This tutorial will teach you how to join POI and non-POI datasets with Placekey using Python in a Google Colab environment.
Our POI dataset is a subset of SafeGraph Places, which contains info on all POIs in San Francisco. Our non-POI dataset contains the latitude/longitude coordinates for all parking meters in San Francisco.
The goal of this tutorial is to get you familiar with the process of joining POI data with non-POI data on Placekey, including the limitations and considerations to be aware of.
In the first code block, we install the Python Placekey package in our Google Colab environment and import the necessary packages.
!pip install placekey
from placekey.api import PlacekeyAPI
import placekey as pk
import pandas as pd
from ast import literal_eval
from google.colab import drive as mountGoogleDrive
from pydrive.auth import GoogleAuth
from pydrive.drive import GoogleDrive
from google.colab import auth
from oauth2client.client import GoogleCredentials
Run this code block to authenticate yourself with Google, giving you access to the datasets.
gauth = GoogleAuth()
gauth.credentials = GoogleCredentials.get_application_default()
drive = GoogleDrive(gauth)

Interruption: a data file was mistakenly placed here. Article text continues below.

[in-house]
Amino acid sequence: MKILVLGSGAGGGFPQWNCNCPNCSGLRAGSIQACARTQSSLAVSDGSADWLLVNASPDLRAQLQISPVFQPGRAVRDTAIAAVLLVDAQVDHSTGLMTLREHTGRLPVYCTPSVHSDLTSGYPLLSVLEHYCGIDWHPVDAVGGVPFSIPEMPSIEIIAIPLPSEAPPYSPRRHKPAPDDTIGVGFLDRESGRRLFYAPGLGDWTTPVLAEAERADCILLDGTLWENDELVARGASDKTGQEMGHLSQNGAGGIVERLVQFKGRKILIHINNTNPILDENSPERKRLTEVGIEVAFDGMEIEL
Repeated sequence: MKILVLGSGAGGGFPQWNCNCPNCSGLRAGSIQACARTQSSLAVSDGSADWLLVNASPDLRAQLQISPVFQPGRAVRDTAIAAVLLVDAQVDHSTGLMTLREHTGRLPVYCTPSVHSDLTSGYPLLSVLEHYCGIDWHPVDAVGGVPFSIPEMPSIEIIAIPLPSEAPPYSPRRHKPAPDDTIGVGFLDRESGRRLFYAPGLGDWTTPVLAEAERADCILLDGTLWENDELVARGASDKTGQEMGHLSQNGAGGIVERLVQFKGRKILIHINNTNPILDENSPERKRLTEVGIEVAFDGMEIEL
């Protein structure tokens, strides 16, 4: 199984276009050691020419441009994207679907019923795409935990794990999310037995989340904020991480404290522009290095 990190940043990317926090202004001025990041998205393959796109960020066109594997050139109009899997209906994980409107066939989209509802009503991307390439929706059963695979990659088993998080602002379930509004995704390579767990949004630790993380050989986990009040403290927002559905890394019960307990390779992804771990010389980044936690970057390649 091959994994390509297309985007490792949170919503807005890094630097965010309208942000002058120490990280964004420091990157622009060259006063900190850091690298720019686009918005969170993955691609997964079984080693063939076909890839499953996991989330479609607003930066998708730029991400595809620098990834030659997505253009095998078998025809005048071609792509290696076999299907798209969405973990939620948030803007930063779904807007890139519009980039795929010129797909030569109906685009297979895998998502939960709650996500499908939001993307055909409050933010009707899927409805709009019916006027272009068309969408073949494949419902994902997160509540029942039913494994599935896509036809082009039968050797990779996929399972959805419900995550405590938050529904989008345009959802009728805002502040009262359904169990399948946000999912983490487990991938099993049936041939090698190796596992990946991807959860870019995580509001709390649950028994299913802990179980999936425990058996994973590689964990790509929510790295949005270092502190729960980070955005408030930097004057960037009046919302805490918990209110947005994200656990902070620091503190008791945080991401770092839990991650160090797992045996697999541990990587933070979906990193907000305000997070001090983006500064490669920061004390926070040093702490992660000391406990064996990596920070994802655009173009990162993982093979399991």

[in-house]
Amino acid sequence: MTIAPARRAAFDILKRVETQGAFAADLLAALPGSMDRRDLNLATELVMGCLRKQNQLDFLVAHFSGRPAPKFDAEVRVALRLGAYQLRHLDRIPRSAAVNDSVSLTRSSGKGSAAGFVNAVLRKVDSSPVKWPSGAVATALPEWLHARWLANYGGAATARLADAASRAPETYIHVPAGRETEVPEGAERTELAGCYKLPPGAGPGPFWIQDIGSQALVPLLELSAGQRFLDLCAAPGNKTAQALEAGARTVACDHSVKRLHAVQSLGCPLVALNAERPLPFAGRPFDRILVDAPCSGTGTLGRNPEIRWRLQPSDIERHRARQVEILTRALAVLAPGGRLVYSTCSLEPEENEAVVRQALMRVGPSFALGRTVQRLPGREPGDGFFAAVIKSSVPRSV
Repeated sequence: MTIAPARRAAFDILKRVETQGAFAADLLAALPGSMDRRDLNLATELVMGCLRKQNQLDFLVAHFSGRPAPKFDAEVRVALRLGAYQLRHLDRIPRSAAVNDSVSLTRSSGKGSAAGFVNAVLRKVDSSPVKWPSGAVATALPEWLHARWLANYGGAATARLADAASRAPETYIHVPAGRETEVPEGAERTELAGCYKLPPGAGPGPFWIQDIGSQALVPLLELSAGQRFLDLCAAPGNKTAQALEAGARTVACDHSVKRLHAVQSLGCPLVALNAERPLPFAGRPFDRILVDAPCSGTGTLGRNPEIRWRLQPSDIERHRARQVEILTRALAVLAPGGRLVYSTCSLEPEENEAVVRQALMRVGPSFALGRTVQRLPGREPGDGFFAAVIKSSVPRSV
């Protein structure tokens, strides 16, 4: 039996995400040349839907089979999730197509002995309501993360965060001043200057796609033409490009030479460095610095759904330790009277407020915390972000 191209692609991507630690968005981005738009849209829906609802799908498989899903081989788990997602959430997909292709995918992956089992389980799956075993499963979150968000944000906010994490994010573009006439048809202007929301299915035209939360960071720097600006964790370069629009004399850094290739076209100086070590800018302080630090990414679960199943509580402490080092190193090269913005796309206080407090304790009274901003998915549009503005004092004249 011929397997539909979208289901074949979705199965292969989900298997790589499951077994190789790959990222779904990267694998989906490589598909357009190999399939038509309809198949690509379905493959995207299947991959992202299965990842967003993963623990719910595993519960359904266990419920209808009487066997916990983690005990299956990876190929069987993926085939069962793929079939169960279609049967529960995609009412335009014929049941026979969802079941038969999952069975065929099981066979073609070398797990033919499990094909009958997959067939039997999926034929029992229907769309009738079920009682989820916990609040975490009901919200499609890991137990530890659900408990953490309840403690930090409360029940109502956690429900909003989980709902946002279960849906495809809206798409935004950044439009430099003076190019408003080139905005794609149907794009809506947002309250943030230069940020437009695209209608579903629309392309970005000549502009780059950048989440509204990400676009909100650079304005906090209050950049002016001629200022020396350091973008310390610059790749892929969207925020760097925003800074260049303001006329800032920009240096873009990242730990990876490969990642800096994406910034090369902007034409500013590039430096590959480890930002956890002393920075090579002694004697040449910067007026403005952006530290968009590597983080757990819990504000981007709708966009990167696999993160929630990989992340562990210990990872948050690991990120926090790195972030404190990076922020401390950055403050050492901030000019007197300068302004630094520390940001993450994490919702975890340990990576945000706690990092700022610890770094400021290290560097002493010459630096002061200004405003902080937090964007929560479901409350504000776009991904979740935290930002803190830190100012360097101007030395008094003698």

print("You are fully authenticated and can edit and re-run everything in the notebook. Enjoy!")
Set API key
Replace the asterisks below with your Placekey API key. If you don’t have one yet, it’s completely free.
# placekey_api_key = "*****************" # fill this in with your personal API key (do not share publicly)
pk_api = PlacekeyAPI(placekey_api_key)
As can be seen above, SafeGraph Places comes with a Placekey column built-in. The Parking Meters dataset, on the other hand, does not have a Placekey column, so we need to add Placekeys to that dataset. There are several ways to add Placekeys to a dataset (including some no-code integrations!), which you can find on the Placekey website. In this example, we will use Python’s Placekey package.
Map columns to appropriate fields
In this step, the columns are renamed to conform to the Placekey API. More specifically, OBJECTID is mapped to query_id, LATITUDE is mapped to latitude, LONGITUDE is mapped to longitude.
You'll notice the Parking Meter Placekeys only have a WHERE component (9 characters when excluding '-' and '@'), while the Places Placekeys have WHERE and WHAT (15 characters when excluding '-' and '@'). The parking meters only have latitude/longitude coordinates to identify their locYou'll notice the Parking Meter Placekeys only have a WHERE component (9 characters when excluding '-' and '@'), while the Places Placekeys have WHERE and WHAT (15 characters when excluding '-' and '@'). The parking meters only have latitude/longitude coordinates to identify their locations. This means the parking meters are only associated with an area (represented by an H3 hexagon) instead of an address/POI.
To match these non-POI parking meters with our POIs, we must reduce the POI Placekeys to just the WHERE component. Then our merge will be apples-to-apples.
Joining on Placekey: Counting Nearby Parking Meters
Now, we are ready to join the datasets on Placekey. For simplicity, our use case will be to count nearby parking meters for each POI.
How would we solve without Placekey?